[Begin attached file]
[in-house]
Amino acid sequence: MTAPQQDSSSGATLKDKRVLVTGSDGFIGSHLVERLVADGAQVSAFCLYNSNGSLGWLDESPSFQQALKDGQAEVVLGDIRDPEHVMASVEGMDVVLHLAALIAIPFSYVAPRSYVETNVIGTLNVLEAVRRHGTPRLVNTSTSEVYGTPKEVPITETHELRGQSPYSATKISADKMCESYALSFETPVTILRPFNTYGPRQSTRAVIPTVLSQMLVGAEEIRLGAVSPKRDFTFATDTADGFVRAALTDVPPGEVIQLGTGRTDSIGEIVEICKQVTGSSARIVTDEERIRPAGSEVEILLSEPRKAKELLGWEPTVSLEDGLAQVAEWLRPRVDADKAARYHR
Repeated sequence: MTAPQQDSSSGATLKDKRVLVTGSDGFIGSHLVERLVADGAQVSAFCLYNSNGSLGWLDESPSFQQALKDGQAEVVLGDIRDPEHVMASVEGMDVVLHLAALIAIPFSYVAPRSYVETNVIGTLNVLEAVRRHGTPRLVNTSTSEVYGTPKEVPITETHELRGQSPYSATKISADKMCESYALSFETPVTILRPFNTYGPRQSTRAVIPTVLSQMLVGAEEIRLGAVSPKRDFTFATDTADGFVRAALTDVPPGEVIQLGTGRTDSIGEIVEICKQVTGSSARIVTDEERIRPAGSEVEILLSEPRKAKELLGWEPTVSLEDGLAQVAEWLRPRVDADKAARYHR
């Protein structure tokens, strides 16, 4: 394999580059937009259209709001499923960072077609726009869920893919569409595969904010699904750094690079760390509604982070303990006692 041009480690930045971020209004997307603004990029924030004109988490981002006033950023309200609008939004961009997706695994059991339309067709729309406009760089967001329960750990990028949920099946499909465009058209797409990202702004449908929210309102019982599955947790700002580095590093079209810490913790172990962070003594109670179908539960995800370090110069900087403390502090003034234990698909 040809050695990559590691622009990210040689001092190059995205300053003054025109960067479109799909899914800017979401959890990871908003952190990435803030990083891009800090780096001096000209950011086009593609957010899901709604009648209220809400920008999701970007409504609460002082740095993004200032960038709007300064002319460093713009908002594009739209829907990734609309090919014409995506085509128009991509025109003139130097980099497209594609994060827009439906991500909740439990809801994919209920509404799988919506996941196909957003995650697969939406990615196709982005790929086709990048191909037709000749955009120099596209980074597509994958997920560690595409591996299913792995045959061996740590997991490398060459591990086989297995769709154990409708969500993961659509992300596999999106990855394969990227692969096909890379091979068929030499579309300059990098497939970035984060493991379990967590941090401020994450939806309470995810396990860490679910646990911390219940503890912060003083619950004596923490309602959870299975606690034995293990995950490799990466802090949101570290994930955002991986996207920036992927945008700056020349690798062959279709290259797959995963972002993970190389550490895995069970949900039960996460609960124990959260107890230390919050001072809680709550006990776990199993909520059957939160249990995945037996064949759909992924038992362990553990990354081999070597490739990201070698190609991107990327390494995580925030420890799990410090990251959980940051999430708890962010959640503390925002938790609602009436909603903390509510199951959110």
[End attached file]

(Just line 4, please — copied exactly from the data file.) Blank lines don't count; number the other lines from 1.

């Protein structure tokens, strides 16, 4: 394999580059937009259209709001499923960072077609726009869920893919569409595969904010699904750094690079760390509604982070303990006692 041009480690930045971020209004997307603004990029924030004109988490981002006033950023309200609008939004961009997706695994059991339309067709729309406009760089967001329960750990990028949920099946499909465009058209797409990202702004449908929210309102019982599955947790700002580095590093079209810490913790172990962070003594109670179908539960995800370090110069900087403390502090003034234990698909 040809050695990559590691622009990210040689001092190059995205300053003054025109960067479109799909899914800017979401959890990871908003952190990435803030990083891009800090780096001096000209950011086009593609957010899901709604009648209220809400920008999701970007409504609460002082740095993004200032960038709007300064002319460093713009908002594009739209829907990734609309090919014409995506085509128009991509025109003139130097980099497209594609994060827009439906991500909740439990809801994919209920509404799988919506996941196909957003995650697969939406990615196709982005790929086709990048191909037709000749955009120099596209980074597509994958997920560690595409591996299913792995045959061996740590997991490398060459591990086989297995769709154990409708969500993961659509992300596999999106990855394969990227692969096909890379091979068929030499579309300059990098497939970035984060493991379990967590941090401020994450939806309470995810396990860490679910646990911390219940503890912060003083619950004596923490309602959870299975606690034995293990995950490799990466802090949101570290994930955002991986996207920036992927945008700056020349690798062959279709290259797959995963972002993970190389550490895995069970949900039960996460609960124990959260107890230390919050001072809680709550006990776990199993909520059957939160249990995945037996064949759909992924038992362990553990990354081999070597490739990201070698190609991107990327390494995580925030420890799990410090990251959980940051999430708890962010959640503390925002938790609602009436909603903390509510199951959110």